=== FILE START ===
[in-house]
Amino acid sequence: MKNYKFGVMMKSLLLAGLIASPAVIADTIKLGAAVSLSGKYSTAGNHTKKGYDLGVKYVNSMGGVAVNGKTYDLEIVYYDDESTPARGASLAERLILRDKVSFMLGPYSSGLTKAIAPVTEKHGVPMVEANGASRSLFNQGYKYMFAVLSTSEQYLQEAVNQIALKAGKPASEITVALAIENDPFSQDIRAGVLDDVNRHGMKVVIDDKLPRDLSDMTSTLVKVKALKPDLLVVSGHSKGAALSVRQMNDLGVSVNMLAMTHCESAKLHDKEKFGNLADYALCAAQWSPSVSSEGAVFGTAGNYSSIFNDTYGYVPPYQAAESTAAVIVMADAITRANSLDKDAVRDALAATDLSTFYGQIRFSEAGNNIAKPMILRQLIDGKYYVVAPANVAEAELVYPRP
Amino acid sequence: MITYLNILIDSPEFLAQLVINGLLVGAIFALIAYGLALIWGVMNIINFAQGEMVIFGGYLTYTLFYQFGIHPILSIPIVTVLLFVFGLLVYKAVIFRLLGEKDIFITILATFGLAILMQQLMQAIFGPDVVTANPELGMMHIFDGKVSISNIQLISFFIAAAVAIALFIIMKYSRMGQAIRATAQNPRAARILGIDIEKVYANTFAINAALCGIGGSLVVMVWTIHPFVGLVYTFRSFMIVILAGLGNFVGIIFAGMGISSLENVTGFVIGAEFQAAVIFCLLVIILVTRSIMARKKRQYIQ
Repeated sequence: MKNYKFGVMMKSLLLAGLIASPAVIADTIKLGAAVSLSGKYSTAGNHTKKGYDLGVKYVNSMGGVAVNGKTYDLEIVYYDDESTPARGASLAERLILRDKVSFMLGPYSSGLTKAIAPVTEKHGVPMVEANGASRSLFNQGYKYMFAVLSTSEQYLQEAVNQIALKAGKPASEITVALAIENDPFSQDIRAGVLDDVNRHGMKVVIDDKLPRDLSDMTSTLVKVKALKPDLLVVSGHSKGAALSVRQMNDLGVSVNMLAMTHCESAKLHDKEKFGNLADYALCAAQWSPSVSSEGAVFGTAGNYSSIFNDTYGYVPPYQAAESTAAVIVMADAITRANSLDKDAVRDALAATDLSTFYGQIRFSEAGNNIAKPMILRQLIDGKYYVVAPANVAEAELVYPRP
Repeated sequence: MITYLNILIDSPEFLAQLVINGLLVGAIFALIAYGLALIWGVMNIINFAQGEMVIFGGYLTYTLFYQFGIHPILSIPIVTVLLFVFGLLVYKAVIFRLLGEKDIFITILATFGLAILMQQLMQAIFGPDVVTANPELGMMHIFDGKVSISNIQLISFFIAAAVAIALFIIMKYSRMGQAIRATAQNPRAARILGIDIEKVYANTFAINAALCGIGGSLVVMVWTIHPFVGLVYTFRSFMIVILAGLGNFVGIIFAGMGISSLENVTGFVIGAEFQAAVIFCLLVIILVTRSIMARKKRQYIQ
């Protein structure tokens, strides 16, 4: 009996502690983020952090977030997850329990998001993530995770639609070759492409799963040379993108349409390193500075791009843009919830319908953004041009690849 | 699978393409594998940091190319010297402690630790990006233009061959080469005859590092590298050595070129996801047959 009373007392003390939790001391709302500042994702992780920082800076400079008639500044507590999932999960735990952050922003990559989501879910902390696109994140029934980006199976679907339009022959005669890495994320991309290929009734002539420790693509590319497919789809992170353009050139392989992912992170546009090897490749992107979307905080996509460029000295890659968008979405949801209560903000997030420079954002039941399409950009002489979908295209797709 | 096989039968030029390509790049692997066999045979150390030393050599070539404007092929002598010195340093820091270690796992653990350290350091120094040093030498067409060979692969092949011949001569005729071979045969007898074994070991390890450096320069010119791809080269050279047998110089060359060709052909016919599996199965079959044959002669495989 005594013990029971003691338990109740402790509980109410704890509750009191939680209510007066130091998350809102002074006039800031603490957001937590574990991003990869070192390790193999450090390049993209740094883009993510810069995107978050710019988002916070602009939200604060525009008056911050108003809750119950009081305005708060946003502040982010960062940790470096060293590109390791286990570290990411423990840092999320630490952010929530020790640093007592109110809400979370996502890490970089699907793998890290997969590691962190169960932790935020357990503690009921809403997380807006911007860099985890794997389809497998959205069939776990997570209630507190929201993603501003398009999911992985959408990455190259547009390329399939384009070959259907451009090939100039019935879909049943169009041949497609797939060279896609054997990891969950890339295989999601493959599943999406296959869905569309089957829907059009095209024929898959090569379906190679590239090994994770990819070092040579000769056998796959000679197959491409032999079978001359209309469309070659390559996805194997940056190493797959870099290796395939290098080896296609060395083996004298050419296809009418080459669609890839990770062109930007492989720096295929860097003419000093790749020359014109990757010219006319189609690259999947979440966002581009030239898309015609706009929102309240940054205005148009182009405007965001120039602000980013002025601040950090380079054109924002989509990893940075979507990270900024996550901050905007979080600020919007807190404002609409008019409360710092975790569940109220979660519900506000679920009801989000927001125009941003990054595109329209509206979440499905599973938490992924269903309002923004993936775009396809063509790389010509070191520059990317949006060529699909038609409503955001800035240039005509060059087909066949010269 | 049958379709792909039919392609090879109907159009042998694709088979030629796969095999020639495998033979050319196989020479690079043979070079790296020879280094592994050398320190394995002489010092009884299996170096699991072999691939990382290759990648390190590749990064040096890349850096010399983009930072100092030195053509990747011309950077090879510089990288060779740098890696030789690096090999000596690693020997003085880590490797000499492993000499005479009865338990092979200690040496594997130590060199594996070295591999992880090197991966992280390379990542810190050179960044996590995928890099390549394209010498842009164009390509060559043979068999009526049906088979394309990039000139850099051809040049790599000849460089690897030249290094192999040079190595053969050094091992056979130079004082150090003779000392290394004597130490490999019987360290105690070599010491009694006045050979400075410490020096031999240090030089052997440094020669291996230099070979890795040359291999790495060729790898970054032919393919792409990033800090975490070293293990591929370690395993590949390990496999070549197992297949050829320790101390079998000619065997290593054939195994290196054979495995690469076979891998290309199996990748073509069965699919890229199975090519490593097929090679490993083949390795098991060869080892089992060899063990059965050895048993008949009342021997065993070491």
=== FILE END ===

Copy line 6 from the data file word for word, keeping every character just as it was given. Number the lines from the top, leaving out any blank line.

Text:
């Protein structure tokens, strides 16, 4: 009996502690983020952090977030997850329990998001993530995770639609070759492409799963040379993108349409390193500075791009843009919830319908953004041009690849 | 699978393409594998940091190319010297402690630790990006233009061959080469005859590092590298050595070129996801047959 009373007392003390939790001391709302500042994702992780920082800076400079008639500044507590999932999960735990952050922003990559989501879910902390696109994140029934980006199976679907339009022959005669890495994320991309290929009734002539420790693509590319497919789809992170353009050139392989992912992170546009090897490749992107979307905080996509460029000295890659968008979405949801209560903000997030420079954002039941399409950009002489979908295209797709 | 096989039968030029390509790049692997066999045979150390030393050599070539404007092929002598010195340093820091270690796992653990350290350091120094040093030498067409060979692969092949011949001569005729071979045969007898074994070991390890450096320069010119791809080269050279047998110089060359060709052909016919599996199965079959044959002669495989 005594013990029971003691338990109740402790509980109410704890509750009191939680209510007066130091998350809102002074006039800031603490957001937590574990991003990869070192390790193999450090390049993209740094883009993510810069995107978050710019988002916070602009939200604060525009008056911050108003809750119950009081305005708060946003502040982010960062940790470096060293590109390791286990570290990411423990840092999320630490952010929530020790640093007592109110809400979370996502890490970089699907793998890290997969590691962190169960932790935020357990503690009921809403997380807006911007860099985890794997389809497998959205069939776990997570209630507190929201993603501003398009999911992985959408990455190259547009390329399939384009070959259907451009090939100039019935879909049943169009041949497609797939060279896609054997990891969950890339295989999601493959599943999406296959869905569309089957829907059009095209024929898959090569379906190679590239090994994770990819070092040579000769056998796959000679197959491409032999079978001359209309469309070659390559996805194997940056190493797959870099290796395939290098080896296609060395083996004298050419296809009418080459669609890839990770062109930007492989720096295929860097003419000093790749020359014109990757010219006319189609690259999947979440966002581009030239898309015609706009929102309240940054205005148009182009405007965001120039602000980013002025601040950090380079054109924002989509990893940075979507990270900024996550901050905007979080600020919007807190404002609409008019409360710092975790569940109220979660519900506000679920009801989000927001125009941003990054595109329209509206979440499905599973938490992924269903309002923004993936775009396809063509790389010509070191520059990317949006060529699909038609409503955001800035240039005509060059087909066949010269 | 049958379709792909039919392609090879109907159009042998694709088979030629796969095999020639495998033979050319196989020479690079043979070079790296020879280094592994050398320190394995002489010092009884299996170096699991072999691939990382290759990648390190590749990064040096890349850096010399983009930072100092030195053509990747011309950077090879510089990288060779740098890696030789690096090999000596690693020997003085880590490797000499492993000499005479009865338990092979200690040496594997130590060199594996070295591999992880090197991966992280390379990542810190050179960044996590995928890099390549394209010498842009164009390509060559043979068999009526049906088979394309990039000139850099051809040049790599000849460089690897030249290094192999040079190595053969050094091992056979130079004082150090003779000392290394004597130490490999019987360290105690070599010491009694006045050979400075410490020096031999240090030089052997440094020669291996230099070979890795040359291999790495060729790898970054032919393919792409990033800090975490070293293990591929370690395993590949390990496999070549197992297949050829320790101390079998000619065997290593054939195994290196054979495995690469076979891998290309199996990748073509069965699919890229199975090519490593097929090679490993083949390795098991060869080892089992060899063990059965050895048993008949009342021997065993070491």